I’ve been putting notes together for a while with regards to vSAN and how it differs from Traditional Storage Arrays. Naturally, the choice between the two depends on your requirements but it’s becoming obvious that the use cases for vSAN are growing on every release.
Here are my quick overview notes:
- It is not usually possible to upgrade physical array hardware during it’s lifetime. Once it’s installed, that is it until you replace it.
- Some physical storage arrays do not scale well. vSAN will scale up to 64 hosts worth of disks.
- The underlying hardware that vSAN runs on can be upgraded non disruptively.
- Flash and magnetic drives are combined into a single, easy to manage datastore which is consumed as required.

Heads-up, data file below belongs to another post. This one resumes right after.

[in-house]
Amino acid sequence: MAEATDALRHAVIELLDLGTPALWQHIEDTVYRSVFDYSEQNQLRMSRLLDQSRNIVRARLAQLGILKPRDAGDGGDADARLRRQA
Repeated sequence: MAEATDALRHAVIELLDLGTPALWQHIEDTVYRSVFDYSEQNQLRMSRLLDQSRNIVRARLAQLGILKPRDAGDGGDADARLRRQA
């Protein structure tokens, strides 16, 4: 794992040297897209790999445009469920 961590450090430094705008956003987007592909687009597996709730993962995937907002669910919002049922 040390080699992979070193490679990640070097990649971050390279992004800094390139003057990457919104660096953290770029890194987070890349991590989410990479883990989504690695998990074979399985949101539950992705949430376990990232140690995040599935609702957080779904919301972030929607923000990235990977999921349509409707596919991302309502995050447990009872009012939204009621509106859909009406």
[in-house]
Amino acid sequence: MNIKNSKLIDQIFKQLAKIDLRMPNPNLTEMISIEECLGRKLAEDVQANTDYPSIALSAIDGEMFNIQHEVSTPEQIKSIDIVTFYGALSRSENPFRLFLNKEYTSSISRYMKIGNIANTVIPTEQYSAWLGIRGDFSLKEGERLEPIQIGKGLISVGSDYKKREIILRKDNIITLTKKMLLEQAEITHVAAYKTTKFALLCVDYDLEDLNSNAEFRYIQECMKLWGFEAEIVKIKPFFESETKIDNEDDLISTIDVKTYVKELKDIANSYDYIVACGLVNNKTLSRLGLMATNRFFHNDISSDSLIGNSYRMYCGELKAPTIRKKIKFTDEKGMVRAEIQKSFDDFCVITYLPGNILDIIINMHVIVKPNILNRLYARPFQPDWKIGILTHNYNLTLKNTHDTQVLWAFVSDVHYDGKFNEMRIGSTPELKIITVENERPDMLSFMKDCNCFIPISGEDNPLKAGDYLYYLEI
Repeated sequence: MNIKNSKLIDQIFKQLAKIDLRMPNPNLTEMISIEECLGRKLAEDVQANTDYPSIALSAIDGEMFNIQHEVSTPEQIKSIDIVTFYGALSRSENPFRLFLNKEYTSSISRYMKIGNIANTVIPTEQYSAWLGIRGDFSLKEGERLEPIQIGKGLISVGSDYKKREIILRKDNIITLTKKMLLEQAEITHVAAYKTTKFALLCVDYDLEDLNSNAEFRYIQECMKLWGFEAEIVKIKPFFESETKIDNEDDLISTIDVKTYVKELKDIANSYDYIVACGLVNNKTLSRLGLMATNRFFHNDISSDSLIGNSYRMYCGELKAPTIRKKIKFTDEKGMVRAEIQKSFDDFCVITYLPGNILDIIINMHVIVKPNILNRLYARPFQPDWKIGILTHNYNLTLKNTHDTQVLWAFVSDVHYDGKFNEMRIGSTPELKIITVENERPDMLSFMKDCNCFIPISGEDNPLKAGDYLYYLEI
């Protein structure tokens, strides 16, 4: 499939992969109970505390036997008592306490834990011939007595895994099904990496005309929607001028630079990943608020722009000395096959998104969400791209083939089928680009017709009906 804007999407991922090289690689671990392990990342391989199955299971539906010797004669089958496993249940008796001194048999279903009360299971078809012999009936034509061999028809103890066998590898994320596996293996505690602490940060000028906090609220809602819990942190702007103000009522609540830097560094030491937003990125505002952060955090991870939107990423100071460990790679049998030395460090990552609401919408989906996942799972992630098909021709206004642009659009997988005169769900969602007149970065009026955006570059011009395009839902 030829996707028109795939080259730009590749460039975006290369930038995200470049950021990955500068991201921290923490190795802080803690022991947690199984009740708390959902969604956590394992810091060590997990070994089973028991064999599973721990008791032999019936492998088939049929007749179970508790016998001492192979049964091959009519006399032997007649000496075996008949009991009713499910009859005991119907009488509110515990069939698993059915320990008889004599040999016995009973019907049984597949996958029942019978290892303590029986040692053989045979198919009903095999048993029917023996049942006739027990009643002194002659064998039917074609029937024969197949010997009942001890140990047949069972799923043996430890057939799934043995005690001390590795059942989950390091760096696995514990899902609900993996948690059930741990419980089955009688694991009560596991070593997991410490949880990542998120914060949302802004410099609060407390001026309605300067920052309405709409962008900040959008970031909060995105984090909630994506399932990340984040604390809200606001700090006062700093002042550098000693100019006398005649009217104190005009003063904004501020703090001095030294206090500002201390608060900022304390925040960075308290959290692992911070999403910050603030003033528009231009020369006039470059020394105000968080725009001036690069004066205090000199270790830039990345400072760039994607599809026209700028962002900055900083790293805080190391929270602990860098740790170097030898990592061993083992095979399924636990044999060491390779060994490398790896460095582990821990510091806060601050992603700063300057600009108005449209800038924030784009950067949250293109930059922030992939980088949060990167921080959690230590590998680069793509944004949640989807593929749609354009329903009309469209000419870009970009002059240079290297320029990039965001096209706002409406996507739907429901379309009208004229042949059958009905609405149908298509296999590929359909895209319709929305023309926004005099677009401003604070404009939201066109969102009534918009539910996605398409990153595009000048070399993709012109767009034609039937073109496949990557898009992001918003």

- Storage arrays typically are all about creating LUNs from Pools and provisioning to hosts and consuming on that fashion. vSAN changes this by having a single storage pool that is tightly integrated into ESXi which makes it a simple to manage solution.
- vSAN, since it’s embedded into the hypervisor integrates naturally into vCenter Server from a familiar interface. You don’t need another GUI to manage it.
- Traditional arrays work with LUNs. vSAN works with storage objects which are more granular. You can assign various policies per VM (or VMDK) for protection, security and performance reasons rather than a whole LUN or Datastore.
- vSAN storage is only available to objects running on ESXi hosts (Support for iSCSI is now available though)
- vSAN, being a software-defined solution means that is can be quickly upgraded and makes available new features as they are released. This is the same for traditional arrays but new features are usually released less frequently since features possible on traditional arrays are fewer than of a software-defined solution.
- vSAN means less hardware in your datacenter and therefore less space, power and cooling requirements